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More Power to the Pao

The Goan Pao

What can be more Goan than this simple but soul-warming bread?

The bread or pau in Goa is more than an element of food; it is an insignia of our most talked about virtue, hospitality. People in Bombay have nicknamed us Goans ‘Pau’, simply because we cannot do without it. Nowhere in India will you find a bread like the pau of Goa.

As every Goan reader of this story will know, it has an indifferent taste when eaten by itself. This plainness and its crusty exterior allow it to soak in tangy curries or gravies. Once the combination is in the mouth, it’s transformed into the really Goan experience. What makes the pau (called  undey in its most popular shape) and its cousins the kankon, the poiee, the bota, the butterfly-shaped katre pau and the pokshe (slit at the center) so distinct?

Gracy Sequiera explains: “The pau has a very important stage of ‘fermentation’ which gives it that unique taste and texture.” Gracy had got married soon after her schooling to help her husband in the family business, which has been baking paus for three generations in Socorro.

However, besides the zymological procedure, there is another important aspect that makes the bread inimitable (Translation for all haters of big words: besides the way we bake it, there’s other stuff that makes it hard to copy). “The wood or mud oven, locally known as the ‘forn’, is also responsible for the unique taste,” reveals Juliet Dias, who comes from a family who has been ancestrally associated with a traditional bakery in Nuvem.


2The ‘Poder’


His wife tells us another secret, “The breads are baked on the floor of the oven. The effect of baking it on the earthen tile floor gives it a texture and bakes it uniformly.” Patience seems to be the key here. A leisurely process. Akin to the easy going unruffled nature of Goans.

The pau has allowed itself to be cut and stuffed with meats and vegetables. Legend has it that the art of baking bread with toddy as the fermenting medium was first taught by the Portuguese to the people of Utorda-Majorda, in coastal South Goa. Locals from this village who mastered the skill further migrated to bigger towns and cities increasing their business.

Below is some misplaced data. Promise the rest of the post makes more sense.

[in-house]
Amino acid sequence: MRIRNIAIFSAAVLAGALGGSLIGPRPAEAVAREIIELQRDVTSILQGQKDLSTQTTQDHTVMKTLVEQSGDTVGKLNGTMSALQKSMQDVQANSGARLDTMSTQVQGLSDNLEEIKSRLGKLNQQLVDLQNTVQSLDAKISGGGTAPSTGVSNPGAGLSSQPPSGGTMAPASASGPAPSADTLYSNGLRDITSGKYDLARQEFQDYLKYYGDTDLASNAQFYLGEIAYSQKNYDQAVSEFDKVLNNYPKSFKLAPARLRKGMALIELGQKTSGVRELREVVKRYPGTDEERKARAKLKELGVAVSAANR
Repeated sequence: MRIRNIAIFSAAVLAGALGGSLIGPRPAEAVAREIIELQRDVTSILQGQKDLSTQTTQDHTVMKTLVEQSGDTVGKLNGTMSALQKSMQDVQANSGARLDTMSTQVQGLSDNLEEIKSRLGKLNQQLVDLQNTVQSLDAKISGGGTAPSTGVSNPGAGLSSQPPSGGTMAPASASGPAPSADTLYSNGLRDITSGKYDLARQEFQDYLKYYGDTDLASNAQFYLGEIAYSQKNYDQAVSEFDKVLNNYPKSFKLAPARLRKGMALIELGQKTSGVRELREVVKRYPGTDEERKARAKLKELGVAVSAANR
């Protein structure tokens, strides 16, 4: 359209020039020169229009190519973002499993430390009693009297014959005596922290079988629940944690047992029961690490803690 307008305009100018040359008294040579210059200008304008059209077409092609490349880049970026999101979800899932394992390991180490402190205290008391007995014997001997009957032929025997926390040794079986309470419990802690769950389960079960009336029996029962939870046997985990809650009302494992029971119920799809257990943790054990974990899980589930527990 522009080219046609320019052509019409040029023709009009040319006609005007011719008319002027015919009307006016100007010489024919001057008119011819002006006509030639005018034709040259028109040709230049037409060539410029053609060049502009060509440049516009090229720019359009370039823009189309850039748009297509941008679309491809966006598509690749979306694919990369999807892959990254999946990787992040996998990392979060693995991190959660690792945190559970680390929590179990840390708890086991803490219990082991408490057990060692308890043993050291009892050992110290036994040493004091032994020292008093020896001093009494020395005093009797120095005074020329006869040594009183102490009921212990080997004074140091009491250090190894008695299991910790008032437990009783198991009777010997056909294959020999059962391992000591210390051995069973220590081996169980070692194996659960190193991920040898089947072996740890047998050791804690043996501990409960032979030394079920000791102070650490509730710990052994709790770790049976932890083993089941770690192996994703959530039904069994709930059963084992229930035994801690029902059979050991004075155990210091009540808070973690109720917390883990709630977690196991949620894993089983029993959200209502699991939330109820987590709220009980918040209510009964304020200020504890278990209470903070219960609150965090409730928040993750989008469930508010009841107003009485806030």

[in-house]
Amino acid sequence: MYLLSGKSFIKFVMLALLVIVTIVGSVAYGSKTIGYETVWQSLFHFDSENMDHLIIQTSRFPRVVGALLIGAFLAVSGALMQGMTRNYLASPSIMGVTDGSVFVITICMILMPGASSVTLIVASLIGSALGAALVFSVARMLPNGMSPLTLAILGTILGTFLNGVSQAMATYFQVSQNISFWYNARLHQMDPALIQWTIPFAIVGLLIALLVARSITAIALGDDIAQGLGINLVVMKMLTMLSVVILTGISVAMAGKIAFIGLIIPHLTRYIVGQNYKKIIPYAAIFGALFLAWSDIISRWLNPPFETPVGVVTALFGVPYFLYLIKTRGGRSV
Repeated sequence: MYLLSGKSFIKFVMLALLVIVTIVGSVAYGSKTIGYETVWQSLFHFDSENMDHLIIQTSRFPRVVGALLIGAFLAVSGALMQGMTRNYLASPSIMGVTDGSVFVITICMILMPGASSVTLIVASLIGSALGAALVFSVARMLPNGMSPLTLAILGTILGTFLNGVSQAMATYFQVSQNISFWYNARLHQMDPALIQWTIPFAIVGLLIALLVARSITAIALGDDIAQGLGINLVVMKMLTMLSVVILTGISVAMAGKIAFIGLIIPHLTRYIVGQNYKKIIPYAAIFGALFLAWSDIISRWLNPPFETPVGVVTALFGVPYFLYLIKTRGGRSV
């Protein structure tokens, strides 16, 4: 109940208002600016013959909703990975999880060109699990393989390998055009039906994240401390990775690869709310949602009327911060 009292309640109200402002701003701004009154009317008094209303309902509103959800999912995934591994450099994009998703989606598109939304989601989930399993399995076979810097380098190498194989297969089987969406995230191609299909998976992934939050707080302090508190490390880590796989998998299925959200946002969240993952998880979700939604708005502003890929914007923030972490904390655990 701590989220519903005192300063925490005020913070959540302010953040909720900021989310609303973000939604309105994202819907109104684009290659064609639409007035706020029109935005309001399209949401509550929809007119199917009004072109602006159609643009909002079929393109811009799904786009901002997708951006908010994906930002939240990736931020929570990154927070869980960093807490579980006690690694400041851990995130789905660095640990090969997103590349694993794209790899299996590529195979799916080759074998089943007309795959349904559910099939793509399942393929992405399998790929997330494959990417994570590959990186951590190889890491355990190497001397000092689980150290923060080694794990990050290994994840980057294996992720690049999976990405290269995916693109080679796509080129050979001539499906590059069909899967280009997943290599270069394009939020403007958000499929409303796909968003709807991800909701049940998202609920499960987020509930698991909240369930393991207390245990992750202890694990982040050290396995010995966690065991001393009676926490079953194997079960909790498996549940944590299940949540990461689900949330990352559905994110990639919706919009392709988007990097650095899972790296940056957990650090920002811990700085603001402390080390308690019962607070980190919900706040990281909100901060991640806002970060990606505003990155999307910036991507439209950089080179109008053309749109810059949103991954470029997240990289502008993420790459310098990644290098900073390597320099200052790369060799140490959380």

In recent times, the traditional business ventures have been facing a lot of hardships like the lack of labour, especially skilled. “Baking these local versions of the pau is a cumbersome task. One has to work next to a hot oven, wake up in the wee hours of the morning and compromise on proper sleep,” points out Mr. Sequiera who considers himself very fortunate to have found a life partner who shares the drudgery. “She’s been a great help. Ever since we got married, she helped me lift up the business, which was in the dumps … I am fortunate to fall in love with someone who is the perfect mother at home and a partner and support at work.”

Why do new generation bakers hesitate to invest in baking bread? Juliet says: “It is time consuming and since families are now nuclear and we have fewer children, fewer members in each home, we have to employ labour, which … is scarce and expensive.” Besides, the earnings don’t match the effort put in.



Enjoying Pao 


The local bread has been struggling to survive. “Bread gives you less margin for a profit. Confectioneries made from the same measure of ingredients like patties give us a bigger profit margin,” clarifies Gracy. She wishes the Government grants schemes/subsidies to purchase raw materials like ‘maida’.

The bakers have been agitating to raise the cost of each pau to Rs 3 from Rs 5. But the poor won’t be able to afford that, which is why they want the Government to subsidize the ingredients.

In spite of so many kinds of bread available in the market, Gracy tells us why the pau reigns: “Sliced bread falls apart easily when you dip it in gravy or sauce. The pau on the other hand mops it up comfortably and can be chewed so it blends with the flavours and textures of the dish.”

Her husband nods and agrees: “There are also less health problems if you eat fresh food. Our paus are fresh, and home-delivered several times a day. Sliced bread is packed in plastic, bought and consumed even after 3 days. Preservatives are used to keep the bread fresh. It’s not really fresh.”

A healthier version of the pau is the ‘cuniachi poiee’ which is a whole wheat bread ground in the local flour mills. The husk of the wheat is deliberately used to increase is dietary value, making it a good source of nutrition for diabetics.

Man, even a baker, cannot live on bread alone; thus bakers venture into other bakery items like the patties and cutlets which are popular tea time snacks.

The pau brings smiles and warms up the lives of people. The poder (deliverer of pau) is your alarm in the mornings and nap-killer in the evenings. Through the chill and the rain the poder comes home to deliver us our daily bread. Long may he live to bring us our pau!